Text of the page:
Crime

Police beat: Biker on a speed binge, tow company dilemma and Truman syndrome

Editor’s note: Compiled from reports to Tacoma police and the Pierce County Sheriff’s Office.

May 27-30: The math isn’t difficult. Flaunt your zoomy motorcycle once to dodge the cops, maybe you get lucky. Try it twice in four days, and the odds drop like a rock.

8:44 p.m. Friday — The sheriff’s deputy spotted the 2005 Yamaha and its 19-year-old rider near the 10500 block of Sunrise Boulevard. The rider popped a wheelie as the deputy watched, whizzed into oncoming traffic at 70 mph, and forced two cars to change lanes to avoid a collision.

The deputy tried to follow. The rider throttled up to 110 mph and pulled away, ignoring the patrol car and the flickering emergency lights and siren. The deputy gave up the chase and noted the license plate.

10:06 p.m. Monday — The same deputy patrolled with a partner near the 8200 block of 176th Street East. The radio barked. The guy on the Yamaha was back. He’d pulled another stunt, passed a patrol car, zipped around slower traffic and hit speeds of 100 mph.

The radio barked. The guy on the Yamaha was back. He’d pulled another stunt, passed a patrol car, zipped around slower traffic and hit speeds of 100.

This time, the deputy was ready. He and his partner drove straight to a Graham address tied to the bike, in the 15200 block of 204th Street East.

The rider was in the driveway, standing astride the bike and talking on a phone, still wearing his helmet. He saw the patrol car and tried to stuff the phone in his pocket as one of the deputies wrestled him off the bike and cuffed him.

The rider asked what was going on.

The deputies told him he was under arrest on suspicion of reckless driving and eluding.

The driver said he didn’t do it. He said he’d just gotten the bike. Other people drove it.

Who? The driver wouldn’t say.

In the patrol car, the man said he should have kept on going; the deputies wouldn’t have caught him.

One asked if he knew he had passed a cop earlier. Yes, the man said.

Why?

“Holding up traffic,” the man replied.

Deputies booked the man into the Pierce County Jail. On Friday, county prosecutors charged him with one count of felony eluding and two counts of reckless driving.

May 29: The man’s car was impounded, and he had no money to get it out. His solution: rocks.

Officers responded to a report of vandalism at a towing business in the 6500 block of McKinley Avenue East. Someone had tossed a rock through a window and fled — a middle-aged man wearing dark pants, a dark jacket and a white baseball cap.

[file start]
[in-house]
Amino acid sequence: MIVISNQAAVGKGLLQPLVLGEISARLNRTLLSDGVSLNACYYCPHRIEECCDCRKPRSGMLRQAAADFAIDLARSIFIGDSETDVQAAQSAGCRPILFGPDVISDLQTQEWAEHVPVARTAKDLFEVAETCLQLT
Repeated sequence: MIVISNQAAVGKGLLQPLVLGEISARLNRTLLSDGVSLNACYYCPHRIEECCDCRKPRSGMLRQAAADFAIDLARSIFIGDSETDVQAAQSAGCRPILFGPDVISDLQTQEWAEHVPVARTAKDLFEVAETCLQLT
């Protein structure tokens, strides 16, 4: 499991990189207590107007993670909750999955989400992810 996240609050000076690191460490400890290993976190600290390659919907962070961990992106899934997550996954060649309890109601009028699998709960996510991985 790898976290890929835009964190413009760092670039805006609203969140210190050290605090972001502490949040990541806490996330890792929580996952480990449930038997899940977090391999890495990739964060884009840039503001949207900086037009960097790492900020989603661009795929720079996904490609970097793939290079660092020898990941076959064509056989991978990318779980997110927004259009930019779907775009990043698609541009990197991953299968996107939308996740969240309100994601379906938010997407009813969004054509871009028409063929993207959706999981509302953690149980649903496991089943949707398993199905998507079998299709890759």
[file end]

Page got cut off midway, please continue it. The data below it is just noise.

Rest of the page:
As officers arrived, dispatch reports said the man had returned and was walking near the business.

The man’s car was impounded, and he had no money to get it out. His solution: rocks.

A worker explained that she had seen the man earlier as she worked at her desk. She saw the man throw a rock at a window, but it bounced off. The man threw another rock at a garage window. This time, the window shattered and the man ran.

Officers swiftly found the man, 43. His name matched records tied to the impounded vehicle. He said he understood his rights. He didn’t want to answer questions. Officers booked him into the Pierce County Jail on suspicion of malicious mischief.

May 30: The delusion doesn’t count on the official mental-illness list, but it’s sometimes called Truman Syndrome, named for a 1998 film starring Jim Carrey. Those who experience it believe they’re starring in a reality show, recorded by hidden cameras.

The dispatch call came from a restaurant in the 2300 block of North 30th Street, reporting unknown trouble. A 911 caller said a man was “making havoc.”

Other calls followed. The man was threatening suicide and possibly other people. He was headed for the restaurant, the caller said.

Officers arrived and found the man, 28, standing outside the business. Tables and chairs had been knocked over. The man rushed toward the patrol car, waving his arms. He turned, fell to his knees and put his hands behind his back.

“Let’s go,” the man said.

The man told the roommate he was hearing voices. He said they talked to him through the radio, even when the radio was off.

The officer, wary of the odd behavior, cuffed the man and stood him up. What was going on?

The man said he didn’t know, but he wanted to go somewhere. Abruptly, he flailed and jumped. The officers wrestled him down.

The man said he’d had too much to drink. He berated himself. Stowed in the patrol car, he shouted at the officers.

Another officer spoke to the man’s roommate, who had called 911 earlier.

The roommate said the man was homeless. She had allowed him to stay at her place about a month earlier, but in the past few weeks, something had happened.

The man told the roommate he was hearing voices. He said they talked to him through the radio, even when the radio was off.

He had described a reality TV series, following his life, filming him constantly. When the roommate tried to talk him out of it, the man would agree, then bring it up again.

Today, the voices had grown louder, the roommate said. The man had complained that if the voices didn’t stop, he might have to kill himself or someone else.

The man had a prior arrest warrant tied to a charge of malicious mischief. Officers booked him into the Pierce County Jail.

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